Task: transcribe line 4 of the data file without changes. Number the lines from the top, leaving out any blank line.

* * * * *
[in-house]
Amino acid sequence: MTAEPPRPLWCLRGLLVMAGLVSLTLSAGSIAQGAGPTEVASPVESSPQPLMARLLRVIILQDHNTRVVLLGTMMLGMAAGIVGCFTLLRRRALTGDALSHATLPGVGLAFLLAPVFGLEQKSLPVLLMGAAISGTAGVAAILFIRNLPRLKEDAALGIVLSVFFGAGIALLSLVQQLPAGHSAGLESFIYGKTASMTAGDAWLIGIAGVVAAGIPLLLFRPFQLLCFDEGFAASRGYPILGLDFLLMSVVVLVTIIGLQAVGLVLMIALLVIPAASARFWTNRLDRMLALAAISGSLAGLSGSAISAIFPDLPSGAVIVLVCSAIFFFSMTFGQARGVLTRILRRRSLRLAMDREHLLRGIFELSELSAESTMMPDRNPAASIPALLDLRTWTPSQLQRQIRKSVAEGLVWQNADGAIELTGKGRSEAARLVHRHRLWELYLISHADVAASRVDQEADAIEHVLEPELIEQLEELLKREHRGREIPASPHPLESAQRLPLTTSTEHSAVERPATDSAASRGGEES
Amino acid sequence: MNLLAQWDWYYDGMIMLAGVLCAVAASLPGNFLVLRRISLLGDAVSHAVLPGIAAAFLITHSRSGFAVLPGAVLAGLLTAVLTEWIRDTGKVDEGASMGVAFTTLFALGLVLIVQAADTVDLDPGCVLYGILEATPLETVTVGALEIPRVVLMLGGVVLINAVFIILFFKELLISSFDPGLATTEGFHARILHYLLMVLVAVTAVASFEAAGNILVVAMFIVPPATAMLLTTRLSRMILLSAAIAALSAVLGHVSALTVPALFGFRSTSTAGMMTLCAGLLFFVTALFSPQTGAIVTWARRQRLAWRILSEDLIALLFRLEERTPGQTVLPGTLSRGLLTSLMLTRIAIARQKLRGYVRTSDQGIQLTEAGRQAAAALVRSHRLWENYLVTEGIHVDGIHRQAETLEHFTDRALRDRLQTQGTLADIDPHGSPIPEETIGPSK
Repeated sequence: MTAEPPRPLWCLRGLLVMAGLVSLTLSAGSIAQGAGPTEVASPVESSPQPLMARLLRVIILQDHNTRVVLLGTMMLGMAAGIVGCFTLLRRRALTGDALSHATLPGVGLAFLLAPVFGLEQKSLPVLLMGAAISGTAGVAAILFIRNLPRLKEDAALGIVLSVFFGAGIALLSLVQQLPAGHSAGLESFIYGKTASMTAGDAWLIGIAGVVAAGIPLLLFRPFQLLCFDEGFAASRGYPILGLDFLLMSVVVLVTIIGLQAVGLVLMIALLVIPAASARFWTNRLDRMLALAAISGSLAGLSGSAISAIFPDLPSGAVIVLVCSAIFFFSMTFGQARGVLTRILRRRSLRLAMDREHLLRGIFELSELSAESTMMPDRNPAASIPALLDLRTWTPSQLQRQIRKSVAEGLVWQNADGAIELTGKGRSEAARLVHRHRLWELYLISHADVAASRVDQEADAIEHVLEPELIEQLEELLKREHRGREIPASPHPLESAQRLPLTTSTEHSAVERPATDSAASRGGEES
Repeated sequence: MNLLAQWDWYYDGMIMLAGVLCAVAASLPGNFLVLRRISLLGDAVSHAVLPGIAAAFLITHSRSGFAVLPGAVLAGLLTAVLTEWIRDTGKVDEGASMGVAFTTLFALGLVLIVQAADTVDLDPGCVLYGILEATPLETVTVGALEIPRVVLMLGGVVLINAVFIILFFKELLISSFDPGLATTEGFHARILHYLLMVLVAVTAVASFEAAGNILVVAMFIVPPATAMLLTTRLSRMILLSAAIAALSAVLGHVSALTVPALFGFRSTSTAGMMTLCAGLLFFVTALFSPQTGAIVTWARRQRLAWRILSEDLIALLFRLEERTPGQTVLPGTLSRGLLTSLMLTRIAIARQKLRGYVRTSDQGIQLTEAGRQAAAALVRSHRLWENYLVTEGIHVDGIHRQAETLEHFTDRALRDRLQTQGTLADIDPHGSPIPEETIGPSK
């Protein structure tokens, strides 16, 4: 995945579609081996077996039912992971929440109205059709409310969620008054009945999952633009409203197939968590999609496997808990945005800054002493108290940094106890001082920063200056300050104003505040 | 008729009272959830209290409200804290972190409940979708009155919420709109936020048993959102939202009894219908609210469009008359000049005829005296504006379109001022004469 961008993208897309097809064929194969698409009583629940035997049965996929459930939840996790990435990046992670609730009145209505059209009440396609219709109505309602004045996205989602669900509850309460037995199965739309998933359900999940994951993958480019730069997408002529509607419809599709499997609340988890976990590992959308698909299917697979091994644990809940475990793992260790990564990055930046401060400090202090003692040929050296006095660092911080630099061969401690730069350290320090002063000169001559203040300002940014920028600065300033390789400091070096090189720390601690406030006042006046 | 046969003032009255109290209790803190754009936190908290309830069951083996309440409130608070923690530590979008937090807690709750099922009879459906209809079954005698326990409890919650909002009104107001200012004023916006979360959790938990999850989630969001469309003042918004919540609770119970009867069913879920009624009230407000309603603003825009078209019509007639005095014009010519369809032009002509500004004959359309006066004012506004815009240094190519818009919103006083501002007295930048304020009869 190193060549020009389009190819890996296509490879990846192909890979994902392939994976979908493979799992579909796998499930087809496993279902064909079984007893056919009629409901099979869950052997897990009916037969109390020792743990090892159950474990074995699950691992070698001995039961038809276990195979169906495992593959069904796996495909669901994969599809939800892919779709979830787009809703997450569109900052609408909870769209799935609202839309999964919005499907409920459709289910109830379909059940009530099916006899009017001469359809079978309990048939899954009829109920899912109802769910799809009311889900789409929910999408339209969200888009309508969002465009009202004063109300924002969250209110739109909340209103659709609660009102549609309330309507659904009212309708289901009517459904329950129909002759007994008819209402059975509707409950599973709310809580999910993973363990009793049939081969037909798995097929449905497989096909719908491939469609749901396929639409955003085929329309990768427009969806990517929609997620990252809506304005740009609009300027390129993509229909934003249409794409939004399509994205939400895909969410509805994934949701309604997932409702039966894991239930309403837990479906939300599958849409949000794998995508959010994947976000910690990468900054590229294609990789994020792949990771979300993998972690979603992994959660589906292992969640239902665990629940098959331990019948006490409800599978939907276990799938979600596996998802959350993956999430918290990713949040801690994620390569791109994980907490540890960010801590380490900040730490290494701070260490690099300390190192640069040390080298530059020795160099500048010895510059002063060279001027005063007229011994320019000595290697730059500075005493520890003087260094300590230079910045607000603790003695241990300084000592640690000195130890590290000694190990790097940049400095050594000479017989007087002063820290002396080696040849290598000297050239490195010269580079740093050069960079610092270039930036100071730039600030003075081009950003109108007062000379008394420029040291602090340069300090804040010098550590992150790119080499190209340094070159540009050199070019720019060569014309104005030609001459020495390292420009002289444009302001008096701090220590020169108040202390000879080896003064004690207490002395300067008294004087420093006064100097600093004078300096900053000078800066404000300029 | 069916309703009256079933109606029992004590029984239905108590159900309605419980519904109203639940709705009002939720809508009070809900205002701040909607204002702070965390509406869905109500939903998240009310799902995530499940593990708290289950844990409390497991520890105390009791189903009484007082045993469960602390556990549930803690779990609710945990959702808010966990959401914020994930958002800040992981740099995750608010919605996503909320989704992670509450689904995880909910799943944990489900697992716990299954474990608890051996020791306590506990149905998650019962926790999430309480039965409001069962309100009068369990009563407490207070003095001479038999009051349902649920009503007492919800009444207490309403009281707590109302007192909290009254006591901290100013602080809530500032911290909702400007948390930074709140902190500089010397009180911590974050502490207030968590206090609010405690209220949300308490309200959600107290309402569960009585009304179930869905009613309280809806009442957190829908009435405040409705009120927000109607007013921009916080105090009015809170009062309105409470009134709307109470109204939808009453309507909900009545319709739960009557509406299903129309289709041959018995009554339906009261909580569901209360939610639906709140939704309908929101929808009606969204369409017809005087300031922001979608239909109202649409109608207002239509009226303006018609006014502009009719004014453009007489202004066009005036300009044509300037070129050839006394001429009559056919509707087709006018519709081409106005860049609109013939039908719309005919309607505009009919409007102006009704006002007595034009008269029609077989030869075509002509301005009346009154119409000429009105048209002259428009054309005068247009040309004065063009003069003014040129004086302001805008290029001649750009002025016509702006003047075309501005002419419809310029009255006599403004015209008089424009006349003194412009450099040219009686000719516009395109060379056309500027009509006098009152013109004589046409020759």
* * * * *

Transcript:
Repeated sequence: MTAEPPRPLWCLRGLLVMAGLVSLTLSAGSIAQGAGPTEVASPVESSPQPLMARLLRVIILQDHNTRVVLLGTMMLGMAAGIVGCFTLLRRRALTGDALSHATLPGVGLAFLLAPVFGLEQKSLPVLLMGAAISGTAGVAAILFIRNLPRLKEDAALGIVLSVFFGAGIALLSLVQQLPAGHSAGLESFIYGKTASMTAGDAWLIGIAGVVAAGIPLLLFRPFQLLCFDEGFAASRGYPILGLDFLLMSVVVLVTIIGLQAVGLVLMIALLVIPAASARFWTNRLDRMLALAAISGSLAGLSGSAISAIFPDLPSGAVIVLVCSAIFFFSMTFGQARGVLTRILRRRSLRLAMDREHLLRGIFELSELSAESTMMPDRNPAASIPALLDLRTWTPSQLQRQIRKSVAEGLVWQNADGAIELTGKGRSEAARLVHRHRLWELYLISHADVAASRVDQEADAIEHVLEPELIEQLEELLKREHRGREIPASPHPLESAQRLPLTTSTEHSAVERPATDSAASRGGEES